Timothée Chalamet and Rebecca Ferguson excel in Denis Villeneuve's marvellous Dune
The set-up in Herbert’s books is labyrinthine, but one of the film’s great skills is to boil it down to something digestible and understandable. It helps as well that, unlike Lynch’s film, this focuses on roughly the first half of the novel only. 10,000 years in the future, mankind travels through space – but space travel is dependent on a spice that can only be mined on a sand-covered planet called Arrakis, populated by colossal worms and a race of mysterious sand-dwellers called the Fremen. Control of the mining operation of the planet is taken from the brutal House Harkonnen, and its patriarch (Stellan Skarsgard), and granted to the more moderate House Atreides and its head Duke Leto (Oscar Isaac). However, this is just a ruse to trap and destroy House Atreides, whose popularity endangers the Emperor. On arrival on the planet, Leto’s son Paul (Timothée Chalamet) is believed by the Fremen to be a long-promised messiah – and Paul is plagued with strange visions of his future. Can he, and his mother Jessica (Rebecca Ferguson), survive and fulfil their destinies?
Dune is a complex, sprawling piece of world-building – the sort of book so stuffed with unique words, concepts and language that it includes a full glossary to help the reader work out what’s going on. Villeneuve’s genius here is to work out exactly how much of that world building to build into the script, and how much to leave out. Where the Lynch Dune tried to cover everything in this universe and seemed to introduce new characters and concepts in every scene (right up to the end), Villeneuve’s Dune is far more focused. It gives enough tips of the hat to readers of the book to be faithful, but doesn’t bother the more casual viewer with what, say, a mentat is or who the Space Guild exactly are. The overload of information that crushed Lynch’s Dune is skilfully avoided here.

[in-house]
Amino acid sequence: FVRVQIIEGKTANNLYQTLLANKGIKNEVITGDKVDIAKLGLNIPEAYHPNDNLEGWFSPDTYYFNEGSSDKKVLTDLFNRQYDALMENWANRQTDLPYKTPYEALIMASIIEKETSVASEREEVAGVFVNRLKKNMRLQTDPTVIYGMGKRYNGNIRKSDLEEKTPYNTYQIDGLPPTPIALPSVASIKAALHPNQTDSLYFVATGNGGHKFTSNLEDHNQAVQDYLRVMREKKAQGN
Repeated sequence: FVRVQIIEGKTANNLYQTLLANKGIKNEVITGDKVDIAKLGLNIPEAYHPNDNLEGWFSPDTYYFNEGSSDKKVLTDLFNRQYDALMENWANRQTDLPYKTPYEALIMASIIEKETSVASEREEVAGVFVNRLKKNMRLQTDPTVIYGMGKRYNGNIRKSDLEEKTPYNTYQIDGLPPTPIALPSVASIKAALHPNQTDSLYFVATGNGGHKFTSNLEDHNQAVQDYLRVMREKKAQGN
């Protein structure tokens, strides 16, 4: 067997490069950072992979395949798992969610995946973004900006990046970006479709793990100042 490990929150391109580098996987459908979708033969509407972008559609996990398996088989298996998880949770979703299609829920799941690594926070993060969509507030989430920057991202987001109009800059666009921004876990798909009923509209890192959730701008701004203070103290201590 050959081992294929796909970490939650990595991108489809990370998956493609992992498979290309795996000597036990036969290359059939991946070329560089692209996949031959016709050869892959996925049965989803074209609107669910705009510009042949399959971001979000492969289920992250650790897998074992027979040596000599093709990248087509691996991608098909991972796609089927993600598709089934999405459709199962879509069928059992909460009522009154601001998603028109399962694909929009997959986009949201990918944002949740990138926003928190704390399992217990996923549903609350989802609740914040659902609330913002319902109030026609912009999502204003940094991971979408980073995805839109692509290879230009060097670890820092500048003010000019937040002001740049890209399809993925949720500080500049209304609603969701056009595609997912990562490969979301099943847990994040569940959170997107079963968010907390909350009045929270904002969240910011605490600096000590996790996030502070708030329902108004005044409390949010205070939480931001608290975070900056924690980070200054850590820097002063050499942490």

What we get instead is a wonderfully focused, coming-of-age story that places the young hero front-and-centre – and filters our experience through his eyes. This not only helps give us a very clear human engagement with this world, it also makes for a highly relatable central arc to build the rest of the world building around. After all, we understand the “chosen-one-finds-his-destiny” story: using that as a very clear framework, allows the wider universe to be slowly and carefully drip-fed around that. It also plays very well to the reader (who will know the unspoken detail and enjoy subtle references to it on screen) and to the initiate (who won’t need to know every last detail of every last character’s background and won’t be overwhelmed by those references).